“Edith,” those four women said, “you’ve been inconsiderate.”
Thoughtless, they continued. Unsympathetic. Less than kind. Etc.
An intervention, no less. Over coffee and cookies, prepared by me, in my apartment.
First on their list: Jocelyn. Rather, poor Jocelyn.
At the victory party for our provincial candidate, who’d lost, I bought a raffle ticket. Number 63, then my age. First prize: from a local “fine foods” shop, a heaping basket of nuts, biscuits, chocolates, cheeses, jars of olives, etc., all wrapped up in crisp starry gold paper and doubtless stale.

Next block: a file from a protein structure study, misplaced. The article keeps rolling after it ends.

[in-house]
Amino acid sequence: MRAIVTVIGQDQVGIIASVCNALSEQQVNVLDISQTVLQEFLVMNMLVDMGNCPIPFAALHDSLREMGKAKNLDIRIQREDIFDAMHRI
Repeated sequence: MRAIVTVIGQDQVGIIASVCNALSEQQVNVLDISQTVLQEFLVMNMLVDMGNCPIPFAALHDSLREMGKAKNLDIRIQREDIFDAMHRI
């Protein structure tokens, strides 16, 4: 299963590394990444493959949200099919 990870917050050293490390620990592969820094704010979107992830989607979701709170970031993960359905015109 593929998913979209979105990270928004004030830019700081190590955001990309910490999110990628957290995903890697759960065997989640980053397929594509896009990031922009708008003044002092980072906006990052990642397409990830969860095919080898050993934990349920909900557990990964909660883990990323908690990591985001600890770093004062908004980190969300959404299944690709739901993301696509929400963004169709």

Our group, Jocelyn included, awaited the draw. During the campaign she and I had done phone canvassing together, side-by-side in a booth with the awkward scripts before us. Often she’d deviate. “Oh, you’re cooking supper? I’ll call back!” Wasted time drags down the work. She never finished her lists.
Jocelyn’s ticket was Number 64.